Author: Thanushree P S, a student at JSS Law College

The Protection of Children from Sexual Offences (POCSO) Act, 2012 is a comprehensive law in India to address the increasing incidents of sexual abuse and exploitation of children and to overcome the inadequacy of existing laws to deal effectively with such offences. 

The following are the Statement of Objects or Reasons for the enactment of the Act.

  • Article 15 of the Indian Constitution, inter-alia, confers upon the State powers to make special provision for children. Further, Article 39, inter-alia, provides that the State shall in particular direct its policy towards securing that the tender age of children is not abused and their childhood and youth are protected against the exploitation and they are given facilities to develop in a healthy manner and in condition of freedom and dignity.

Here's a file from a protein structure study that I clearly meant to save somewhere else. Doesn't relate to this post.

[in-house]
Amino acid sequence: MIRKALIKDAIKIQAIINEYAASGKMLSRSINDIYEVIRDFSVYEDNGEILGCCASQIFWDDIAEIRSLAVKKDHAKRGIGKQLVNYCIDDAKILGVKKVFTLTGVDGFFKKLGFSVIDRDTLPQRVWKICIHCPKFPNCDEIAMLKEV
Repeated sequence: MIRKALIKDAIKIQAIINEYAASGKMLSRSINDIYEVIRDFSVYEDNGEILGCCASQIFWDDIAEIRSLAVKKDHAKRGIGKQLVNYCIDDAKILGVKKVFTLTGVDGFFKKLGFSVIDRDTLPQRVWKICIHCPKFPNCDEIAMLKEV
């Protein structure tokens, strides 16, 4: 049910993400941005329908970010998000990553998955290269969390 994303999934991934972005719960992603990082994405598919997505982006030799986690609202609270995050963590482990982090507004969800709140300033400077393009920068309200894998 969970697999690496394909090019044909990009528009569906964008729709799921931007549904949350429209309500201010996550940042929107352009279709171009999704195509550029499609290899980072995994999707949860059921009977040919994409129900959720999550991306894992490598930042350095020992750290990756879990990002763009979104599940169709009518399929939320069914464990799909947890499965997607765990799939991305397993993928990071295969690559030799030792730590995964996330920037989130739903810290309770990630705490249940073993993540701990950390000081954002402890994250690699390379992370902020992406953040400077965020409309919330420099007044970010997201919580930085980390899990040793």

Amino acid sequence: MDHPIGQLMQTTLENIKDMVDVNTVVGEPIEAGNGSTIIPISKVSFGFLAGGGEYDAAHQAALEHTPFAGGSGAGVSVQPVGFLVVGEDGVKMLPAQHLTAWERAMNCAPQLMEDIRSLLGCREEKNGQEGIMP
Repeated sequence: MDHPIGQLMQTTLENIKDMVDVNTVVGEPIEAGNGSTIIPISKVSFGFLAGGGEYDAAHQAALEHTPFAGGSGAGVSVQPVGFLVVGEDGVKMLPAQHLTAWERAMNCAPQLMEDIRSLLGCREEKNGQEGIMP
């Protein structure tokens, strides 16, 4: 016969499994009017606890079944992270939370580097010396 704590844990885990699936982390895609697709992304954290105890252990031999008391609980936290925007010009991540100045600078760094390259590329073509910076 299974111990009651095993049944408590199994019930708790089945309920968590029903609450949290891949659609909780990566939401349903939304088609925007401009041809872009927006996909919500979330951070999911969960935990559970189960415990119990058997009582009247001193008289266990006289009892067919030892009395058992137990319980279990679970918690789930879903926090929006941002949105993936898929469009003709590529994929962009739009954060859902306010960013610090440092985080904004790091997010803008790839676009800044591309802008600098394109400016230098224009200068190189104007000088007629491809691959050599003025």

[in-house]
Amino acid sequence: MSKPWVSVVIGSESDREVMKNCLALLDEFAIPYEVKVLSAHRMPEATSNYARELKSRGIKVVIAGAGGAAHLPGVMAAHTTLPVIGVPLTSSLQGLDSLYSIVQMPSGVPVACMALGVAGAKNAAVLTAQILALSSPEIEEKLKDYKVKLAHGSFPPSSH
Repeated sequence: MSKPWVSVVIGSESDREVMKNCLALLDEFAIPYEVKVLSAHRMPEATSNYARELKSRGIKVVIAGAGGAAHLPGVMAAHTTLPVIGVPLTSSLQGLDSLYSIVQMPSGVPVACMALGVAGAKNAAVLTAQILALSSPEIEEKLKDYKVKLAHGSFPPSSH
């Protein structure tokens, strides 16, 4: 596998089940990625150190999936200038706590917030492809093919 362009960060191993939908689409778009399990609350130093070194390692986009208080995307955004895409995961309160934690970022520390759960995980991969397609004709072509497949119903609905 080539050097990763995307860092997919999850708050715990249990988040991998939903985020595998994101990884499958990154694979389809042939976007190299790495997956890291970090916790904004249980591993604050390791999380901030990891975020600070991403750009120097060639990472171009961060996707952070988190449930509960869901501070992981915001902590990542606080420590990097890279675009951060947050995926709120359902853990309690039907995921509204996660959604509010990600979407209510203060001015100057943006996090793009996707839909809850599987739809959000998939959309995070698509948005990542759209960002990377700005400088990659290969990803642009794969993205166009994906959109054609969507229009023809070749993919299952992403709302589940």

• The United Nations Conventions on Rights of Children which was ratified by India on 11th December, 1992, requires the State Parties to undertake all appropriate National, By-lateral and Multi-lateral measures in order to prevent-
  1. The inducement of coercion of a child to engage in any unlawful sexual activity;
  2. The exploitative use of children in prostitution and other unlawful sexual practices; and
  3. The exploitative use of children in pornographic performances and materials.